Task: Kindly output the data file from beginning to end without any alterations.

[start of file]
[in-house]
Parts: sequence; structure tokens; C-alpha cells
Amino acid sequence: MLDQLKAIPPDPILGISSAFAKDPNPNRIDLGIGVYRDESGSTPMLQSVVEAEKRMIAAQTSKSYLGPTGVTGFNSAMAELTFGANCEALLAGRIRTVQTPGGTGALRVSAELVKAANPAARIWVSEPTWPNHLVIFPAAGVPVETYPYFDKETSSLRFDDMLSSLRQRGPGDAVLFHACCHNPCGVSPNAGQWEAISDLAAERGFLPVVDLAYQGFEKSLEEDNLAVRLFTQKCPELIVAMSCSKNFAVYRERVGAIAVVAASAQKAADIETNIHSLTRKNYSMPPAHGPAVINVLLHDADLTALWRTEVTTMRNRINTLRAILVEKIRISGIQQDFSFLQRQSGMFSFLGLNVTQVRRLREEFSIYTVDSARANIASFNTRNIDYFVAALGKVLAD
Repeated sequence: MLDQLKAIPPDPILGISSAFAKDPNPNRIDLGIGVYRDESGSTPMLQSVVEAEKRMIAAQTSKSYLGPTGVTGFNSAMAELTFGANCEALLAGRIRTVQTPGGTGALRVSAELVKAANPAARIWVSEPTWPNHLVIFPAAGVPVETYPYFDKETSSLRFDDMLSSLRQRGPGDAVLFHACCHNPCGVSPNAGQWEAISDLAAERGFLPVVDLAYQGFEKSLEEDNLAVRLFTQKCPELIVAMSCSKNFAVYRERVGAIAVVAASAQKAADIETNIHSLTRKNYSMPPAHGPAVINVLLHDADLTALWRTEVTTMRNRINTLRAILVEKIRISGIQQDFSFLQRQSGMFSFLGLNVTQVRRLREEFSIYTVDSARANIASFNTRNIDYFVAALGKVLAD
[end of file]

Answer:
[in-house]
Parts: sequence; structure tokens; C-alpha cells
Amino acid sequence: MLDQLKAIPPDPILGISSAFAKDPNPNRIDLGIGVYRDESGSTPMLQSVVEAEKRMIAAQTSKSYLGPTGVTGFNSAMAELTFGANCEALLAGRIRTVQTPGGTGALRVSAELVKAANPAARIWVSEPTWPNHLVIFPAAGVPVETYPYFDKETSSLRFDDMLSSLRQRGPGDAVLFHACCHNPCGVSPNAGQWEAISDLAAERGFLPVVDLAYQGFEKSLEEDNLAVRLFTQKCPELIVAMSCSKNFAVYRERVGAIAVVAASAQKAADIETNIHSLTRKNYSMPPAHGPAVINVLLHDADLTALWRTEVTTMRNRINTLRAILVEKIRISGIQQDFSFLQRQSGMFSFLGLNVTQVRRLREEFSIYTVDSARANIASFNTRNIDYFVAALGKVLAD
Repeated sequence: MLDQLKAIPPDPILGISSAFAKDPNPNRIDLGIGVYRDESGSTPMLQSVVEAEKRMIAAQTSKSYLGPTGVTGFNSAMAELTFGANCEALLAGRIRTVQTPGGTGALRVSAELVKAANPAARIWVSEPTWPNHLVIFPAAGVPVETYPYFDKETSSLRFDDMLSSLRQRGPGDAVLFHACCHNPCGVSPNAGQWEAISDLAAERGFLPVVDLAYQGFEKSLEEDNLAVRLFTQKCPELIVAMSCSKNFAVYRERVGAIAVVAASAQKAADIETNIHSLTRKNYSMPPAHGPAVINVLLHDADLTALWRTEVTTMRNRINTLRAILVEKIRISGIQQDFSFLQRQSGMFSFLGLNVTQVRRLREEFSIYTVDSARANIASFNTRNIDYFVAALGKVLAD